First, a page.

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What is the treatment of Severs disease?

Soreness in the rearfoot of children isn't common, but when it does happen, the most prevalent reason is a problem referred to as Severs disease. It is not a real “disease”, but it is the label which has regrettably widely used. It is actually correctly termed calcaneal apophysitis. It is a problem with the growing area at the rear of the heel bone. Because it is a problem, of the growing bone, the disorder is self-limiting and will no longer be a concern once the growth of that bone has completed. It is more prevalent around the ages of 10-12 years.

The typical sign of Severs disease is discomfort on exercise and discomfort on compressing the sides of the rear area of the heel. At first the discomfort is relatively minor and doesn't impact activity much, however later it becomes more severe and impacts exercise participation and may even cause limping. The precise cause of it is not clear, but it is obviously an excessive use type condition as it is more prevalent in kids who play more sport and more frequent in children who have a higher body weight. Kids with tighter leg muscles can also be at a increased risk for the chances of this problem.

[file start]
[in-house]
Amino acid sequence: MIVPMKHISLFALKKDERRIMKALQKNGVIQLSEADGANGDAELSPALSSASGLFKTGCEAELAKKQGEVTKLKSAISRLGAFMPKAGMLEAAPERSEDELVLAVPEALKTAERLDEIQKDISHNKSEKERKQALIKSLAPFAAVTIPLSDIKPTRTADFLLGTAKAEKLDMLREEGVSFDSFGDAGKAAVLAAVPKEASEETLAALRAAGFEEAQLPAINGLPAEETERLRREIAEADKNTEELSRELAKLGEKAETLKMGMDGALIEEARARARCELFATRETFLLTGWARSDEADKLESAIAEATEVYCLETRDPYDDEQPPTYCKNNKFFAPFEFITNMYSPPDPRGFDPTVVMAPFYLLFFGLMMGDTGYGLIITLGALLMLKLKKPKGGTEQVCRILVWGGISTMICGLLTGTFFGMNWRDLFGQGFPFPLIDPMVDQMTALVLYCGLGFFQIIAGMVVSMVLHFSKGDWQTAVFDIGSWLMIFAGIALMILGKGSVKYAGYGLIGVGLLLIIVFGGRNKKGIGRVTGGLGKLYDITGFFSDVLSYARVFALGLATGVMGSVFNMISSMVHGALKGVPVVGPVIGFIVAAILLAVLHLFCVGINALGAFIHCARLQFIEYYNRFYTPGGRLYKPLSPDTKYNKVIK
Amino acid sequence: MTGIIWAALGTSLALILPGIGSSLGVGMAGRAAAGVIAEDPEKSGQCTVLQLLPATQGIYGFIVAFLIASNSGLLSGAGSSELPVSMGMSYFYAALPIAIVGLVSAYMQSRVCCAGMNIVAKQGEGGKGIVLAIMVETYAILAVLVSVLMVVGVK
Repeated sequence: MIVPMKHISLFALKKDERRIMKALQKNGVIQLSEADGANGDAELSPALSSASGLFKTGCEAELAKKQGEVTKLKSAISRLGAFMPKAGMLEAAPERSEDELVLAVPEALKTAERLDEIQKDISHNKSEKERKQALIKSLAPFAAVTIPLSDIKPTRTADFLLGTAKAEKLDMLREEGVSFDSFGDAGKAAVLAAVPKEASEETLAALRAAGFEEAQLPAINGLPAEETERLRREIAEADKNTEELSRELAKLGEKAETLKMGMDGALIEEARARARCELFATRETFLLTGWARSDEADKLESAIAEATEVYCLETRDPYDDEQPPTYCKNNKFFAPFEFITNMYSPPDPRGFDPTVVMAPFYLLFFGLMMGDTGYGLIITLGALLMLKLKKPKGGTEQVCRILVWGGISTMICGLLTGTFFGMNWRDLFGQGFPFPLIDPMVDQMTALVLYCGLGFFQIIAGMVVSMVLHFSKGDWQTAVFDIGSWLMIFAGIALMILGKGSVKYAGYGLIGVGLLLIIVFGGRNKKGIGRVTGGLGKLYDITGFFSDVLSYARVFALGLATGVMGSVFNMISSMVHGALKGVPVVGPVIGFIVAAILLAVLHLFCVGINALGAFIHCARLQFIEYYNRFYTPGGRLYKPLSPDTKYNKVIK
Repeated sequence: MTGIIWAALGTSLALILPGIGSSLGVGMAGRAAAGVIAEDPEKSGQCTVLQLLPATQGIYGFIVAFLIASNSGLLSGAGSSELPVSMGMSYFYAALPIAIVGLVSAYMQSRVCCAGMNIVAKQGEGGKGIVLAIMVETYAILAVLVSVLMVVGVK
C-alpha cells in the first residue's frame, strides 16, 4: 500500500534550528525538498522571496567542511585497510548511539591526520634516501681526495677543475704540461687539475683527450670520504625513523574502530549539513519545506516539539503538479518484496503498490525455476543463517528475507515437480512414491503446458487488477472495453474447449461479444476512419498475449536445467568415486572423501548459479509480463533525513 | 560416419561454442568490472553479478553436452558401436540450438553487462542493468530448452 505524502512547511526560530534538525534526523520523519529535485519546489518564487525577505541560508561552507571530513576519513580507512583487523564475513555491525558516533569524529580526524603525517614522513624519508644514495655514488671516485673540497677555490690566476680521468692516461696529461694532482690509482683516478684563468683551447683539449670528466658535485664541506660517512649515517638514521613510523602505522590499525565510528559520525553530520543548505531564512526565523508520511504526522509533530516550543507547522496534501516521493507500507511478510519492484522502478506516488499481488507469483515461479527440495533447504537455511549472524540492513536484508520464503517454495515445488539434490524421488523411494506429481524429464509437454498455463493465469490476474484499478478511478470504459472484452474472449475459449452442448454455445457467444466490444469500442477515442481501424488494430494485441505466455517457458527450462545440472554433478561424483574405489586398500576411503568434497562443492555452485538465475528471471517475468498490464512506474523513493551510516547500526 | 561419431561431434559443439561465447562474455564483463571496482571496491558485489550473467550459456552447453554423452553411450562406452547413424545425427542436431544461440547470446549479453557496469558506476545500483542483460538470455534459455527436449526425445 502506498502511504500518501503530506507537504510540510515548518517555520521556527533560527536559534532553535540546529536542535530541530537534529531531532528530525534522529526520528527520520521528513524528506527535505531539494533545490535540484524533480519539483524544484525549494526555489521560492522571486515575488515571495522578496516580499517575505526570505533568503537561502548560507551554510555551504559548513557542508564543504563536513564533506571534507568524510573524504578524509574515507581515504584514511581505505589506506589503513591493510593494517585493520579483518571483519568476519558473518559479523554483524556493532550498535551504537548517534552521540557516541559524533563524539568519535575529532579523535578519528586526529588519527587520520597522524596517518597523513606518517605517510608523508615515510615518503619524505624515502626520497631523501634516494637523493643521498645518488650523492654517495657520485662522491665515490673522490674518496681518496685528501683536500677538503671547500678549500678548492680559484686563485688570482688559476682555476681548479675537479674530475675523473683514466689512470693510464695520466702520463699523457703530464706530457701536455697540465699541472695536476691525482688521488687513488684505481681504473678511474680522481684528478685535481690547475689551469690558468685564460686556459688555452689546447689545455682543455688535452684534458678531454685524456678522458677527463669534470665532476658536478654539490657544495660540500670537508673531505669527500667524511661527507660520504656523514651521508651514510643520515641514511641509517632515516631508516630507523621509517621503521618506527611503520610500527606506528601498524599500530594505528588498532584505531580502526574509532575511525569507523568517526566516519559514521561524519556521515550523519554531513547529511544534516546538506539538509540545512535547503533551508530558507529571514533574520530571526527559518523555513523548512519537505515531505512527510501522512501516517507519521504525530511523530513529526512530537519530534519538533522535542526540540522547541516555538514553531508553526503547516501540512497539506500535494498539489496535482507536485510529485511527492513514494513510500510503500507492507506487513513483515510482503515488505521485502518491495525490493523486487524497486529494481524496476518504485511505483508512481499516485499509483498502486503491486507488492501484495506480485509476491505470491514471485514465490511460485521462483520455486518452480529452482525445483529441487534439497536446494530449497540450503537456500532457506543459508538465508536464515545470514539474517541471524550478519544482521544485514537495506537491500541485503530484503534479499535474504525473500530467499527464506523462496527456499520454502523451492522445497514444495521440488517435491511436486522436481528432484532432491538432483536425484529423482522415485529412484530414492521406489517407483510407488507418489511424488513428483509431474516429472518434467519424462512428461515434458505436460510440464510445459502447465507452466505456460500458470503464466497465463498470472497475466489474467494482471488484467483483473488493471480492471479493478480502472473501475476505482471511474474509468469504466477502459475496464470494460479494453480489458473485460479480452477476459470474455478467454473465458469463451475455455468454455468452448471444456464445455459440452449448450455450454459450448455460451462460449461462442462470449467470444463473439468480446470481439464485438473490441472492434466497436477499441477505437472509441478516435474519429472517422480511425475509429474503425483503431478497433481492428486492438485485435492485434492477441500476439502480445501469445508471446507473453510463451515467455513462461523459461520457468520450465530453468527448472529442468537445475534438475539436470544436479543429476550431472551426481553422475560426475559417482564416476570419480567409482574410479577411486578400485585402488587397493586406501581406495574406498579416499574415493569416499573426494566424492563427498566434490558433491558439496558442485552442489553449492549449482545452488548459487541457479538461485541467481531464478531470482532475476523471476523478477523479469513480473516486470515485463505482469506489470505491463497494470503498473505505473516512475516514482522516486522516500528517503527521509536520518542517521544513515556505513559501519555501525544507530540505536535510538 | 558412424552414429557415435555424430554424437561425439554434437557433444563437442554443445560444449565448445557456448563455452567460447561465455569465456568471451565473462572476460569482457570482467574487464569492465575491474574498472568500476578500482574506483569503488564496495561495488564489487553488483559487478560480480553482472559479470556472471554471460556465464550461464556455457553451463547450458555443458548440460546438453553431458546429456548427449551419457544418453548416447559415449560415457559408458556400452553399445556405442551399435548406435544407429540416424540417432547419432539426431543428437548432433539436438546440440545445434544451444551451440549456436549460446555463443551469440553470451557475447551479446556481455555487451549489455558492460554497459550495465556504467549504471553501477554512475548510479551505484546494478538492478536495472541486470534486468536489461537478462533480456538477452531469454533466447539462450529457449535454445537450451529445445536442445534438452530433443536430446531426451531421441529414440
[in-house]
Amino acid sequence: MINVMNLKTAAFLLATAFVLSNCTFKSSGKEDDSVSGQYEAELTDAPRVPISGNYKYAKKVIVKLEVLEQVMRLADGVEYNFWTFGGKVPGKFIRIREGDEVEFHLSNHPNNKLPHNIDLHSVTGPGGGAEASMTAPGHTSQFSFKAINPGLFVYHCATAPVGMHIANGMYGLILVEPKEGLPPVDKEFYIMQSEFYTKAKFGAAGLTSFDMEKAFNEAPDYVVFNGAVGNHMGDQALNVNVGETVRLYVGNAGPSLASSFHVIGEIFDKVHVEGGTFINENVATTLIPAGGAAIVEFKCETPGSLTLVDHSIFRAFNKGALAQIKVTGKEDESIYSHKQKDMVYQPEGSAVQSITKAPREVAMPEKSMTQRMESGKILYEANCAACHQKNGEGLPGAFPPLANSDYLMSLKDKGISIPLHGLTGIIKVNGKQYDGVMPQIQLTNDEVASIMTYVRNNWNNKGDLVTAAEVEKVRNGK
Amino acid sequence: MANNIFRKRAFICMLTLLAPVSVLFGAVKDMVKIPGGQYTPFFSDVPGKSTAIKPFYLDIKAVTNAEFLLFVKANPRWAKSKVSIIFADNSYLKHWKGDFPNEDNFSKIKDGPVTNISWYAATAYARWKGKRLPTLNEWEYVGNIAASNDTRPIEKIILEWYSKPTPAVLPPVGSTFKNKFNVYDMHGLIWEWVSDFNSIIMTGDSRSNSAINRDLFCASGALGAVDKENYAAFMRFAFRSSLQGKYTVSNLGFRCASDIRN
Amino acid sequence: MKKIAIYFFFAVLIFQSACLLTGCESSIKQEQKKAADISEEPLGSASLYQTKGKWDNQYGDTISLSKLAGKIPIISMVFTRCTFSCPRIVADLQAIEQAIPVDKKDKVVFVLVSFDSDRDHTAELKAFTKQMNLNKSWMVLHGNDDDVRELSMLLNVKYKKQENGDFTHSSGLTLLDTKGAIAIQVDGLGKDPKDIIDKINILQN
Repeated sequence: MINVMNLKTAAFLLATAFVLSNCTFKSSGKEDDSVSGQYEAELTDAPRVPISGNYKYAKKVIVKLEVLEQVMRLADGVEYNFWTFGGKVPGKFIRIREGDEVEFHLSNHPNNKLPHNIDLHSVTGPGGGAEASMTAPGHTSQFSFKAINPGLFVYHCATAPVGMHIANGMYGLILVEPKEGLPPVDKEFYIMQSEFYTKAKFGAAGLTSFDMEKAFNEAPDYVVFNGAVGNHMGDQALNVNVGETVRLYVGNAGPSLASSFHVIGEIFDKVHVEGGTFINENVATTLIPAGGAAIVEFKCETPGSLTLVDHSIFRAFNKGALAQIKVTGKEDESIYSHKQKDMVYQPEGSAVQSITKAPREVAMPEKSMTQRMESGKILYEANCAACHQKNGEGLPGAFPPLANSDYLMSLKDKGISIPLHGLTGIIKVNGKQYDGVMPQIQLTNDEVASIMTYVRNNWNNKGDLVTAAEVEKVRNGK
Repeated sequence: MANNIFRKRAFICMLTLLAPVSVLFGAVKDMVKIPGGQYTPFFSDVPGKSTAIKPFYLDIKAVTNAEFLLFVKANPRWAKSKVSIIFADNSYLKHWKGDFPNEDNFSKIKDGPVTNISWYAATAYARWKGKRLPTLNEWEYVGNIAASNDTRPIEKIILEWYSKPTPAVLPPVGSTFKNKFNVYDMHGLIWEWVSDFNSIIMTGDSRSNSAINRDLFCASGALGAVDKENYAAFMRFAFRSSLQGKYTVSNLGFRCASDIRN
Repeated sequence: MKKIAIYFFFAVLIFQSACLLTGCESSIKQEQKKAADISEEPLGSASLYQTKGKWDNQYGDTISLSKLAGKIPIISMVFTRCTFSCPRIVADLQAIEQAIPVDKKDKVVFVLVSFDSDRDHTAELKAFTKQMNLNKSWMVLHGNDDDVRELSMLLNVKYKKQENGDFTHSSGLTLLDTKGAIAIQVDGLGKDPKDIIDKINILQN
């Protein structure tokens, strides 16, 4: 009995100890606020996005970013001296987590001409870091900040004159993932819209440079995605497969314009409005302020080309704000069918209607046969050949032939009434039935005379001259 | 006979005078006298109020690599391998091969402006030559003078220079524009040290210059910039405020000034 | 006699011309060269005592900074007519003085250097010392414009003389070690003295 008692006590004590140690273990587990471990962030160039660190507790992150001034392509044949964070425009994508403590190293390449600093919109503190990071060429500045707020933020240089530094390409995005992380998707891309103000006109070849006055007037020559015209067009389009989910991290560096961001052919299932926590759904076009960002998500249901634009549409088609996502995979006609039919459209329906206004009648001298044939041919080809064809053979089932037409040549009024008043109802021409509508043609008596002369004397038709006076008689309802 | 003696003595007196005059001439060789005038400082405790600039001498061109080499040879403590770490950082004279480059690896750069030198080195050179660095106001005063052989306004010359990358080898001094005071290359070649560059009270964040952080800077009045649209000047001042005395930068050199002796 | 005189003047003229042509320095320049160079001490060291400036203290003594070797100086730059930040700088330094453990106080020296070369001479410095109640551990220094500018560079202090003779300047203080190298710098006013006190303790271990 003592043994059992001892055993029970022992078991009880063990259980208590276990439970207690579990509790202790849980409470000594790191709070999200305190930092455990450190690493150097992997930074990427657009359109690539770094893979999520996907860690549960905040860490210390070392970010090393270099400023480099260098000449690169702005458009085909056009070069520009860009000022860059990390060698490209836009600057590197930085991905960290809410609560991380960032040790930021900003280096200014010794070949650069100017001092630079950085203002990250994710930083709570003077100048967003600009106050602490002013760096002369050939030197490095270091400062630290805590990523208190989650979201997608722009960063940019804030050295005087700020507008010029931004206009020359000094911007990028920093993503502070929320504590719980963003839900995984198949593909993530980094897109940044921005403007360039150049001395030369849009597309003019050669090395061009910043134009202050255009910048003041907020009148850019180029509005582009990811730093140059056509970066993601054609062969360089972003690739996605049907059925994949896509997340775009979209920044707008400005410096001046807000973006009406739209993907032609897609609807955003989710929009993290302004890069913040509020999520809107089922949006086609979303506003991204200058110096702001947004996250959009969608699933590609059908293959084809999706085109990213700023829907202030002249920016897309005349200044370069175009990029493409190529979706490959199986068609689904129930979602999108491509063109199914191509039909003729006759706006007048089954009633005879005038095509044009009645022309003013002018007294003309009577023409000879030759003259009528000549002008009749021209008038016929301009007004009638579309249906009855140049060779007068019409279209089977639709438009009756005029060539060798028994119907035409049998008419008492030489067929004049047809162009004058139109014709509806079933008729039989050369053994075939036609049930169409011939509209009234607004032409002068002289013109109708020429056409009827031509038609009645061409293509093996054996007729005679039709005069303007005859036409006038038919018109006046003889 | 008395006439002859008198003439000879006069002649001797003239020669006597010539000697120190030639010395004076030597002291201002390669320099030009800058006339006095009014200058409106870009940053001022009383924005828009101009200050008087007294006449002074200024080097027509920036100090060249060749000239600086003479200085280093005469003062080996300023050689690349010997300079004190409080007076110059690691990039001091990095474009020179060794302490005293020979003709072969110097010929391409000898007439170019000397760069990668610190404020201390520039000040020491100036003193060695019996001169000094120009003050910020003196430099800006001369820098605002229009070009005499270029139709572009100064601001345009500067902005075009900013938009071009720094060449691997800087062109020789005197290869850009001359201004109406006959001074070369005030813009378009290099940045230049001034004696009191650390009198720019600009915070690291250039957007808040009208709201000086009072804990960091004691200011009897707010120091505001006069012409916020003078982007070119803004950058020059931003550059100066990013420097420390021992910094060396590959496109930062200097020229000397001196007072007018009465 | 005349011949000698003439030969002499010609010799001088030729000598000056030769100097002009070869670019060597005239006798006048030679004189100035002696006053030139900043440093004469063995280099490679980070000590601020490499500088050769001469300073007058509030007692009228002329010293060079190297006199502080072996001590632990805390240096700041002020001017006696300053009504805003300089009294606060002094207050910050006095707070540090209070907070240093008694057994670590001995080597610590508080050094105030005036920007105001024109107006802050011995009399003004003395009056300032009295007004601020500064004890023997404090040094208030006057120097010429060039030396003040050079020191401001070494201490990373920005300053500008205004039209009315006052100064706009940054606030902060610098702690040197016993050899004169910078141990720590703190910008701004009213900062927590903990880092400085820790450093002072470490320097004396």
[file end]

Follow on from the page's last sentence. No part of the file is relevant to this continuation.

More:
Commonly, treating Severs disease is load management. The child is encouraged to remain active, but simply scale back exercise levels to a level which can be tolerated and not too painful. A cushioning heel pad in the footwear might be helpful to cushion it. Ice following activity may also be useful to help the inflammation. If the calves are tight, then a stretches needs to be used. At times foot orthotics can be helpful if the arch of the foot is overpronated. On rare occasions a splint can be utilized, and all sport stopped until it gets better. By the mid-teens the growing area that this takes place at merges with the rest of the heel bone, which means this stops being an issue at those age groups.